A shorter IPL? What a sweet thought

By James Jose

Cricket fans, especially in India, have yet again been treated to an entertaining edition of the Indian Premier League (IPL).

Spread across three months — March, April and May — fans have lapped up the twists and turns, experienced the highs and lows of the most popular cricket league.

In a heavy dose of 60 matches, fans have been pampered, quite literally, this season. The 12th installment is yet to see its endgame, with the final to be played in Hyderabad on Sunday.

But there is a flipside to it all. Everything has.

Too much of something isn’t always good. Like they say, short and sweet, works just as fine. And perhaps, Indian cricket’s governing body, the Board of Control for Cricket in India (BCCI) and the IPL Governing Council, could do well to consider some changes in the future, especially when a World Cup year comes around.

Simply put, it has been a bit of an overload, if things are taken into account rather objectively. Sixty matches is way too long, almost to the point of saturation.

True, fans may come through the turnstiles and stadiums across the country may be packed to the rafters, no matter how many fixtures are scheduled.

One case in point: fans braving the rain and waiting well past midnight to watch Royal Challengers Bangalore take on the Rajasthan Royals at the M Chinnaswamy Stadium in Bangalore.

But spare a thought for the players and staff, who are virtually living out of a suitcase. True, they are the show, but it’s a really hard grind when you are travelling from one city to another, practicing and then playing. It is the same cycle again and again and with such short turnarounds between matches, it can take a toll —especially in a World Cup year.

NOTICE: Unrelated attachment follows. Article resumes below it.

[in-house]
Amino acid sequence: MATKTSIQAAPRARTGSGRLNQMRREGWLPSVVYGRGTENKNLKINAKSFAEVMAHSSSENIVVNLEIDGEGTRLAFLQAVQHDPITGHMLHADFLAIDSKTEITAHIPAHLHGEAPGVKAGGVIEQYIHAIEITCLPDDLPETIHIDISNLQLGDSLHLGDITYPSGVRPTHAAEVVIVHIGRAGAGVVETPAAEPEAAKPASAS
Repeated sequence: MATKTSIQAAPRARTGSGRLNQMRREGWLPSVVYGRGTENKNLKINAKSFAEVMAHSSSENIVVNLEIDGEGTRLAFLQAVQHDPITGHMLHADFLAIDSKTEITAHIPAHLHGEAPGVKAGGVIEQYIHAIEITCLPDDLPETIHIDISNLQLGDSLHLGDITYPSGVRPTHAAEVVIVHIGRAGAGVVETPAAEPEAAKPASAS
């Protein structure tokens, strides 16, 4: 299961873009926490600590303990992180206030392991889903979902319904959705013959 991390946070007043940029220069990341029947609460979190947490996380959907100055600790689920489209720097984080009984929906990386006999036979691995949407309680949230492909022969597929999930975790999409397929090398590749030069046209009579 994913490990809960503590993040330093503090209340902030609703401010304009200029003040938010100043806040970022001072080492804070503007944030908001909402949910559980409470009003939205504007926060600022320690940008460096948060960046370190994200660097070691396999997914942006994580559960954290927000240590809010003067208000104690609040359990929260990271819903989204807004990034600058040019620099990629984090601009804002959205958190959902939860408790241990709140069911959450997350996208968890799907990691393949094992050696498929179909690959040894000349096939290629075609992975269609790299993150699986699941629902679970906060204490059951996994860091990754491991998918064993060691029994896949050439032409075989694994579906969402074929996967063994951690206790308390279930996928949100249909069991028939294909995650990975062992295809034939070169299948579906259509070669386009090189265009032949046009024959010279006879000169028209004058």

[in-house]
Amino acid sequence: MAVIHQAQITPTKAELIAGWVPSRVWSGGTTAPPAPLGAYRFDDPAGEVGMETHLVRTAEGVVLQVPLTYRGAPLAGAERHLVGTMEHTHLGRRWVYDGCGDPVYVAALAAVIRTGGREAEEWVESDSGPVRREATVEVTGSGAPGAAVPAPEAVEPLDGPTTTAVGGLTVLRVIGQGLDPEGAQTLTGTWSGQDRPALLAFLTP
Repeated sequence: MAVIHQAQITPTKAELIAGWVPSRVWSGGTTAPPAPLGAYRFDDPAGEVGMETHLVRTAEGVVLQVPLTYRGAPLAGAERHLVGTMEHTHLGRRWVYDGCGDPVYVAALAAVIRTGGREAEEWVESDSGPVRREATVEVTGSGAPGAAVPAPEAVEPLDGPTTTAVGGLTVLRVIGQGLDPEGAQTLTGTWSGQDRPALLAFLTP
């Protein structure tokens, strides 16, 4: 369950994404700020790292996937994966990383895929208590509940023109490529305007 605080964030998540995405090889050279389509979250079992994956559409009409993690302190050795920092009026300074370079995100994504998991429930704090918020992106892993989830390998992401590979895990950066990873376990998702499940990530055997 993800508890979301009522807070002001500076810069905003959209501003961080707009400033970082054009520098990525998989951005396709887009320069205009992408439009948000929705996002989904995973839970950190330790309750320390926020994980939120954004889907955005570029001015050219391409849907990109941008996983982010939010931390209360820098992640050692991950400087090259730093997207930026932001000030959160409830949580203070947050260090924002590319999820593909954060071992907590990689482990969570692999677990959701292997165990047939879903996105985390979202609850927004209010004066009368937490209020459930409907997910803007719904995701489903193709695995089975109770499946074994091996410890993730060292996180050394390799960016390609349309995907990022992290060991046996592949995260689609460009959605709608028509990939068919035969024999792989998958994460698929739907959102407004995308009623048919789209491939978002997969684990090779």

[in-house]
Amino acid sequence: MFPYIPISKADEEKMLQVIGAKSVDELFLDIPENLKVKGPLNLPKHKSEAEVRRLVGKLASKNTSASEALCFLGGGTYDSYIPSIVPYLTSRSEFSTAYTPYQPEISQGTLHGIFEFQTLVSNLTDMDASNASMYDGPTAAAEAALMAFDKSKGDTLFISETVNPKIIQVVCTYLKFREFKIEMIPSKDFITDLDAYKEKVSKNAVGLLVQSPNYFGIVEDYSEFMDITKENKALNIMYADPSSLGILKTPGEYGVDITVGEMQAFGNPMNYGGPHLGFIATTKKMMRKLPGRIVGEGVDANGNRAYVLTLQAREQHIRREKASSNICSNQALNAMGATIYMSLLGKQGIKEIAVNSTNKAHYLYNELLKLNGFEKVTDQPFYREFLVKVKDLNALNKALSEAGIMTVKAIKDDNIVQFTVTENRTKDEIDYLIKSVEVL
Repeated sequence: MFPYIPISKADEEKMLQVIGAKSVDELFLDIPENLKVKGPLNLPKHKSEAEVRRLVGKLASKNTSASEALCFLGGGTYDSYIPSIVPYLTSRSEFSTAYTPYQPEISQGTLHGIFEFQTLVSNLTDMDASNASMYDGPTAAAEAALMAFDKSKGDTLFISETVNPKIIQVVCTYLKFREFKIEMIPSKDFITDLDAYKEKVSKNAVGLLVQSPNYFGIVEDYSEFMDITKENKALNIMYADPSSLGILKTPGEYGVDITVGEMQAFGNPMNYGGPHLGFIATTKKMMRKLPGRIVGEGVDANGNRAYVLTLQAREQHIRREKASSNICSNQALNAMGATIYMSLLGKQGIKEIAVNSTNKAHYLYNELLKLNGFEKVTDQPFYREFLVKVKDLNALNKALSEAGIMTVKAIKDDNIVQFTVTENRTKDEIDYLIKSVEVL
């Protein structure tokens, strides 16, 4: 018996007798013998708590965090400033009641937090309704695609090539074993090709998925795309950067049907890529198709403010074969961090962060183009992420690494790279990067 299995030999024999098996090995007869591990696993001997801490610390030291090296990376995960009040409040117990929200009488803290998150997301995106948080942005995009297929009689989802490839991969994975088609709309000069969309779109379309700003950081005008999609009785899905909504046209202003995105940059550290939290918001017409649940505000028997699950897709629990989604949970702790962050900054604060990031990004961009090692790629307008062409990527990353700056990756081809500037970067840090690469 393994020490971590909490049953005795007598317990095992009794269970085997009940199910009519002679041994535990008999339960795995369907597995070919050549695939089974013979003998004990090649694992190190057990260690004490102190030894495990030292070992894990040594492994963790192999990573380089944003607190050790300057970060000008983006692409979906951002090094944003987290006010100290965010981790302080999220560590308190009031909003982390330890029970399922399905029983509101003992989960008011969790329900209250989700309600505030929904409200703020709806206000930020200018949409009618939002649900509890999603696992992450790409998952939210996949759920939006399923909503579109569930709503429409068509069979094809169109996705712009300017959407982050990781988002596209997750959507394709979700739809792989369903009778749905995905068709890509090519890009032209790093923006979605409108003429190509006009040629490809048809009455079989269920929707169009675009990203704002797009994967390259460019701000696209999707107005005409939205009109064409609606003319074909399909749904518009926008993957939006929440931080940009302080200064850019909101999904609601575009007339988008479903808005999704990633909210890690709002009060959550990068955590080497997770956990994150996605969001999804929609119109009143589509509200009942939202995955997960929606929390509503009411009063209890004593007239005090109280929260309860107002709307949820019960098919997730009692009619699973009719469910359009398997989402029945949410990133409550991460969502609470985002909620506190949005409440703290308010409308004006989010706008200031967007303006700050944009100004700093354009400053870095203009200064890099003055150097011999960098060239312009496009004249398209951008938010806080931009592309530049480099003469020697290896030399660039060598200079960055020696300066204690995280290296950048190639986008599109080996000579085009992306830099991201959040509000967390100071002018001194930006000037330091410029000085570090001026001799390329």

There are the inherent dangers of injuries and burnouts with a tournament so long and India already had an almighty scare in terms of Kedhar Jadhav. He is a key member of India’s World Cup squad and team management must surely be fretting on his fitness.

The ideal and perfect scenario would’ve been to rest the squad members with the World Cup around the corner. But then, such is the lure and pull of the IPL: that option wouldn’t have been possible. Franchises have worked in tandem to manage their workloads.

But it still brings up the question of a tournament so lengthy and its after effects. Three months is as good as a cricket tour; better scheduling and moving the tournament to a much earlier date would be a better option.

Perhaps India could’ve taken a leaf out of Pakistan’s book. The Pakistan Super League, held in the UAE, was short and sweet with 34 matches played over a month. It began on February 14 and was done and dusted on March 17. Pakistan also wrapped its key World Cup members for Australia’s tour of the UAE, in cotton wool, and they returned refreshed for their tour of England. They couldn’t have planned it any better.

Some food for thought then for the BCCI.


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